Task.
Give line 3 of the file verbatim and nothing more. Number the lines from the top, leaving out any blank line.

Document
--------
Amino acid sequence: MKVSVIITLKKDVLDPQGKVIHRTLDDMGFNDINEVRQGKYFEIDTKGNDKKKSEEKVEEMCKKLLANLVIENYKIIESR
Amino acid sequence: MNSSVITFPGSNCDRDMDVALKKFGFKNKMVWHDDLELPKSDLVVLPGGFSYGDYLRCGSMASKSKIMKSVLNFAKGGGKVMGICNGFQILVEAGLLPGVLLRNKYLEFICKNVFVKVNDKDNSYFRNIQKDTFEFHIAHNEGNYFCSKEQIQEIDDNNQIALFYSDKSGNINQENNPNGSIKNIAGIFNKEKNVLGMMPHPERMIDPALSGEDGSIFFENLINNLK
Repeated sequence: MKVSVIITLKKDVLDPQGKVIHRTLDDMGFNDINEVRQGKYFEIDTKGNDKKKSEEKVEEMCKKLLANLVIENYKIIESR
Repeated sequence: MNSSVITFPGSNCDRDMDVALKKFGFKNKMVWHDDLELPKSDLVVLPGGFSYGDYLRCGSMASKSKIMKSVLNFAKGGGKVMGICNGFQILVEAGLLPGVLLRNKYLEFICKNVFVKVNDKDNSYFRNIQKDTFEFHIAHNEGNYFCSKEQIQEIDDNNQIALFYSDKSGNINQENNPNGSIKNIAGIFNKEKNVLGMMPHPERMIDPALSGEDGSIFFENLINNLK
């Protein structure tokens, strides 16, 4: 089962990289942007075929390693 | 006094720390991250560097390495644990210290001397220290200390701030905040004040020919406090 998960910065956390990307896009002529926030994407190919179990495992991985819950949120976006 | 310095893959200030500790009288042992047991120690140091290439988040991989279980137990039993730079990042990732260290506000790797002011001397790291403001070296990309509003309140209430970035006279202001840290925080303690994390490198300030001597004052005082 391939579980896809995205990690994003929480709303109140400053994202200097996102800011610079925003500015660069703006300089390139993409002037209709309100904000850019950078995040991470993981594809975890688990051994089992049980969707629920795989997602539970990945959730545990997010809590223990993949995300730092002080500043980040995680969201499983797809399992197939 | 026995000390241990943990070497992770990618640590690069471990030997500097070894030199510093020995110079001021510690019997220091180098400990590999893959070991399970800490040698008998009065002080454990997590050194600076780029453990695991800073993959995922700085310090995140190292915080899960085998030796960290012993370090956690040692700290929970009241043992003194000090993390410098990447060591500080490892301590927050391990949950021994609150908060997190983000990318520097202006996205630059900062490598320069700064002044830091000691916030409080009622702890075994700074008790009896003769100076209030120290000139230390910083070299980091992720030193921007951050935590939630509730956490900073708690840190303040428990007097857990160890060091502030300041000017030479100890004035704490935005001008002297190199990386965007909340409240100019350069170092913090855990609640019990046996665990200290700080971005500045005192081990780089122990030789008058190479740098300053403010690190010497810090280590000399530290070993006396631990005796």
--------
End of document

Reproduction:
Repeated sequence: MKVSVIITLKKDVLDPQGKVIHRTLDDMGFNDINEVRQGKYFEIDTKGNDKKKSEEKVEEMCKKLLANLVIENYKIIESR